Most fascinating African-Americans

portraits of Havre de Grace, Baltimore

Books of the Region

February 13, 2005|By James H. Bready | James H. Bready,Special to the Sun

African American Leaders of Maryland: A Portrait Gallery

By Suzanne E. Chapelle and Glenn O. Phillips. Maryland Historical Society. 155 pages. $20 softbound

Here, in Maryland's fourth century, whom would you single out as its most illustrious African-American? Judging from the cover of their new book (released during Black History Month), authors Suzanne E. Chapelle and Glenn O. Phillips believe that person is none other than statesman and abolitionist Frederick Douglass (1818-1895).

Compiling their portrait gallery of Maryland's most fascinating individuals of African descent, the authors limited the total to 45 and excluded anyone still alive in 2000 or whose likeness does not exist. The lineup extends from George "Father Divine" Baker to N. Louise Young, M.D., a chief of obstetrics at Provident Hospital. It includes those who will be familiar to most readers (Benjamin Banneker, Lillie Jackson, Clarence Mitchell) and others who will probably be unknown (John T. Quander, Augustus Walley, Daniel B. Warner).

Yet for many readers, this book's greatest value may be its prefatory 41-page summary of the black experience here. It hasn't been good -- Maryland's long unwillingness to ratify the 15th Amendment, no African-American in the General Assembly until 1954, and public school segregation in some counties as late as 1966.

Anyone for irony? In the 1790s, the African-American painter for whom rich Baltimoreans sat was Joshua Johnson; today, his portraits fetch huge money. Yet, this book has to pass him by -- there is no known picture of Johnson.

Inquisition

By Jack Eddinger. AuthorHouse. 273 pages. $29.25

It is 1956; Adlai E. Stevenson runs against Dwight D. Eisenhower, and in northeast Pennsylvania a veteran Democratic congressman named Zachary Taylor Harris is up to his earlobes in hanky-panky. To win re-election, big, Zach figures he'll have to deal with the FBI and the underworld, idealists and witch hunters. Plus wife, plus mistress.

Eyes closed, Jack Eddinger could work this terrain -- originally a Pennsylvanian, he has been a newspaperman (Evening Sun, Washington Star), City Hall press secretary and Capitol Hill aide. In his novel's saturnine take on public life, the national motto could be "Outta My Way."

Eddinger pictures an FBI director and a witness with a Communist background (not quite named Hoover and Hiss); his Lenape (Lehigh) Valley steel colossus is Bessemer, not Bethlehem. A few pages out -- amid the rivers of booze, the manuals for corruption -- and a reader of Inquisition may need both hands, holding onto his or her soul.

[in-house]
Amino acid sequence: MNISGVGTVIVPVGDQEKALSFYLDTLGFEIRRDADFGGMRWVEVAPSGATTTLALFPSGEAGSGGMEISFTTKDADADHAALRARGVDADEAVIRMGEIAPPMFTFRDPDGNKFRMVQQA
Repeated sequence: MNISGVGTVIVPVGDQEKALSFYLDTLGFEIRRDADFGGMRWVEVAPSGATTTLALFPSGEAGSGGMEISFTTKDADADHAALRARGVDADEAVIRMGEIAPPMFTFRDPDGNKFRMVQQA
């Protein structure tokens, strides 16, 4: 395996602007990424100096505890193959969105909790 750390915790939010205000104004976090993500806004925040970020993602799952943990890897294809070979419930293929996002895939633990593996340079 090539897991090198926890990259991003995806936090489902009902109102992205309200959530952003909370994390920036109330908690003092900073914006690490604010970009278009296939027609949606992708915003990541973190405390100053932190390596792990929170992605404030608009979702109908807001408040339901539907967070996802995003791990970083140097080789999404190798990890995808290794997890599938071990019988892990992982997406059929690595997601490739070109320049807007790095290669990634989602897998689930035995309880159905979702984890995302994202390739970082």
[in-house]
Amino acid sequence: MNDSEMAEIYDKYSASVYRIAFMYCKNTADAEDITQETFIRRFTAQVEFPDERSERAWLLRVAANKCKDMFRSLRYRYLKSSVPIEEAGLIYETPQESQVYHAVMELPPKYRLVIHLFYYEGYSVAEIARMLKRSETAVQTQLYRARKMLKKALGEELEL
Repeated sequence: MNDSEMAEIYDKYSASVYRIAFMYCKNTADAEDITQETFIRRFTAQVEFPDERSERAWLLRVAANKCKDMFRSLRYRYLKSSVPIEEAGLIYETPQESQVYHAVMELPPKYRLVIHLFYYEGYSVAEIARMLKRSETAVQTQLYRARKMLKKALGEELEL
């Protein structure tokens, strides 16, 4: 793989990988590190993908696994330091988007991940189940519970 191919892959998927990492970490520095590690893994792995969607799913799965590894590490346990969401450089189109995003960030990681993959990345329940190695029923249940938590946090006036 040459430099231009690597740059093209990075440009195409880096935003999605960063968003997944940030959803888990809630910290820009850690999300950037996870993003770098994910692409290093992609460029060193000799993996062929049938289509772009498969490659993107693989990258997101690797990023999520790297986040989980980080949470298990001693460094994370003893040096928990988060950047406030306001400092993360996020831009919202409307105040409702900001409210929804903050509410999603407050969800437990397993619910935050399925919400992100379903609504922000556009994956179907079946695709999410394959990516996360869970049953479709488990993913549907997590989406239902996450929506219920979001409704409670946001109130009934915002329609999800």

One Heartbeat: The History of the Boys' Latin School, 1847-1960

By Holly Lewis Maddux. Boys' Latin, 141 pages, $45 oversize.

High among the distinctions that alumni like to boast about for the Boys' Latin School of Maryland is: oldest survivor. Boys' Latin was started in 1847, and no other nondenominational Baltimore private school has lasted that long. True, the name itself has varied: Professor Topping's Classical School, the Classical and Mathematical School, Dunham's School, George G. Carey's School, for starters; and let's not go into a lather about location changes, between the original downtown Washington Place and the Lake Avenue campus of today.

Boys' Latin's long past is now readily available in Holly Lewis Maddux's school history, One Heartbeat. Extensively researched and evocatively illustrated, the book records events to 1960. That was most recent occasion when Boys' Latin faced imminent extinction (not from the financial collapse that had done in many a rival during the old for-profit years, but from a municipal program of urban renewal at Boys' Latin's then-Mount Royal Plaza site).

Maddux relishes the association with many an established Baltimore name: Marbury, Shriver, Obrecht, Hollyday, Shipley, Williams, Cooper, Hahn, O'Connor, Morris and Read. Today's student body may have little Latin and less Greek, but oh, the lasting memory of 1933-34, when Boys' Latin was the private-school champion of Baltimore in football, basketball and lacrosse, all three.

Besides archival sources, Maddux interviewed dozens of alumni. What scenes linger in old men's minds? Sports, again and again. Boys' Latin was big in six-man football, and at one time or another was strong in baseball, gymnastics, crew, track and field. Other schools, other statistics -- but Boys' Latin once counted 91 percent of its students playing varsity or junior varsity.

Havre de Grace: A Portrait

Photographs by Irna Jay. Sparrowhawk, 59 pages. $29.95.

Havre de Grace, considerably older than Baltimore, has remained a bay town. For a while, a racetrack brought it grungy notice. Later, it enticed travelers to stop by.

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